May 29, 2019
Yiddish Cosmos in Moscow by Yevgeniy Fiks
Yevgeniy Fiks talks about the opening of his latest exhibition, which premiered on May 16 in Moscow at The Center of Creative Industries "Fabrika” and was curated by Maria Veits (Creative Association of Curators TOK). This exhibition was proudly supported through Asylum’s Small Grants Program.
 
Yiddish Cosmos was my first solo show in Moscow since 2008, so it was a meaningful homecoming for me, and I was especially happy to return to Moscow with a Jewish/Yiddish-themed project. The exhibition was supported by Asylum Arts, Trust for Mutual Understanding, and Congress for Jewish Culture.  
 
Yiddish Cosmos dissects seemingly unrelated stories: the intersected narratives of the Eastern-European Jewish experience, exploration of cosmos, and the Soviet space program. From these, Yiddish Cosmos forges one narrative of futurism based on ideas of universality, secularity, and scientific progress. The exhibition focuses on the interconnection of cosmos, cosmonautics, and Yiddish culture and includes as a point of departure three historical individuals: Volf Gordin, Ary Sternfeld, and Boris Volynov.

Volf Gordin (1889 – unknown) was a native Yiddish-speaking anarchist who in 1919 in Moscow developed the language of universal/cosmic communication and named it “AO.” The exhibition also talks about Yiddish-speaking Soviet scientist and pioneer in astronautics, Ary Sternfeld (1905-1980). Additionally, it includes the story of Soviet Jewish cosmonaut Boris Volynov(1934 – present), whose several scheduled space explorations were cancelled because of State-led anti-Semitism. It was only until 1969 and then again in 1976, when Volynov was able to go into space, which was the same time that Soviet Jewish “exodus” from the USSR was underway.

Mixing facts with fiction, Yiddish Cosmos narrates the Soviet Space Program from a Soviet Jewish perspective. This project speculates the idea that the cosmos became the homeland for Soviet Jews, and therefore, defines the Soviet Jewish narrative as one of longing for scientific progress and longing for a “homeland” that embraces them. The Soviet Jewish experience, therefore, is a continuation of exile, awaiting that green light to board a plane bound for the United States or Israel, or in this case, to board a space ship to reach their “homeland.”

Curator Maria Veits and I worked on contextualizing and reframing Yiddish Cosmos, specifically for the Moscow context, creating a special focus around post-war Soviet Jewish history, including the struggle of Soviet Jews with emigration – a story that is not well-known by the general Russian public today. To this end, as part of the exhibition, we created a timeline narrating parallel stories of the Soviet state’s space exploration program and the Soviet Jews’ struggle for emigration between 1948 and 1991.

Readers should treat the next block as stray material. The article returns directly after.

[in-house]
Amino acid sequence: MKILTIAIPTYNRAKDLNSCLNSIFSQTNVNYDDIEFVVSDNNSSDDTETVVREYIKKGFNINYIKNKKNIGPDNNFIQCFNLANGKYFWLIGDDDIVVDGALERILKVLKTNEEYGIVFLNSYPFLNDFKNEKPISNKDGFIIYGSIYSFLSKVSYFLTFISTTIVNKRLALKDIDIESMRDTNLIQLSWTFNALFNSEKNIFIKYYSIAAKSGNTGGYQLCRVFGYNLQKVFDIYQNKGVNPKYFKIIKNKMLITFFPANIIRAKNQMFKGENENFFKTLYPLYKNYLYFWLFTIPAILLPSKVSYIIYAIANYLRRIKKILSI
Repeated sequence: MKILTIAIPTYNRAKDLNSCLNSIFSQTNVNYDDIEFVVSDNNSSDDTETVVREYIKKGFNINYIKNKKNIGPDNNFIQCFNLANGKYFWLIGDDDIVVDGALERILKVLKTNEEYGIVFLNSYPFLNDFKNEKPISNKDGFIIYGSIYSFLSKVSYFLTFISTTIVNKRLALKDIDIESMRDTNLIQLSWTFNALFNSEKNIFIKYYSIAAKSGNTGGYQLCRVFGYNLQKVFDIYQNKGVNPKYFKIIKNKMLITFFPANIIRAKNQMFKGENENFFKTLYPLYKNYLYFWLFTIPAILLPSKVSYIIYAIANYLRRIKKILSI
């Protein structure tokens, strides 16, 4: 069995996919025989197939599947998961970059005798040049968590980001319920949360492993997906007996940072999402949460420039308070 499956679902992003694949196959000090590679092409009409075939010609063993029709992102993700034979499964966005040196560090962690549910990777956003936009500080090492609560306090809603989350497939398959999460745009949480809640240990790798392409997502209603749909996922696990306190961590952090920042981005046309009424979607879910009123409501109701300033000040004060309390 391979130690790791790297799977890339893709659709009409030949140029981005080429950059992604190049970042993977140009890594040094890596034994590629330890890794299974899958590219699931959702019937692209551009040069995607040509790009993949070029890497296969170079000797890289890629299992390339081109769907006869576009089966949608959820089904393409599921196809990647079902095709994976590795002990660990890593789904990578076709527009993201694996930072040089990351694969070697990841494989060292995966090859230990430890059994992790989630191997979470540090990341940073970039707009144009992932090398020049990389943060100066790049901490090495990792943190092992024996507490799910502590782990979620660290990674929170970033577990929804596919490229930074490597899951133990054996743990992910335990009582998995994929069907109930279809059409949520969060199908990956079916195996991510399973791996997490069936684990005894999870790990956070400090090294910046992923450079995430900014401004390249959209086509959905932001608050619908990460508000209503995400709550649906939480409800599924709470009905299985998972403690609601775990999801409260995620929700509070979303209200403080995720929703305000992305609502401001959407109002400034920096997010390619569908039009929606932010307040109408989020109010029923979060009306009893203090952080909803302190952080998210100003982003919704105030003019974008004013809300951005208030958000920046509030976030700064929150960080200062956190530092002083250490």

In addition to the timeline, the exhibition includes works on paper, installations, archival materials, and a new video piece produced specifically for the Moscow show – an interview with Ari Shternfeld’s daughter, Ela Berman-Shternfeld. A remarkable part of the exhibition opening was a musical performance of Yiddish tunes with Olesya Rostovskaya on theremin, accompanied by Yulia Broido on piano. This produced a unique combination of traditional aesthetics with the theremin, the first electronic instrument invented in the 1920s.  
 
The Moscow audience doesn’t know or remember much about Yiddish or Jewish culture and only people who are 45 years and older would perhaps recognize the name of Sholem Aleichem (Yiddish author and playwright). Also, an open Jewish identity in the sphere of Russian contemporary art is almost non-existent today, so it was especially meaningful for Maria and I to present an openly Jewish and unapologetically Yiddish exhibition in Moscow in 2019.
 
Yiddish Cosmos will be on display at CCI Fabrika through June 2
Exhibition hours: Tue-Su, 12 p.m. - 8 p.m. Free entrance
 
 
 

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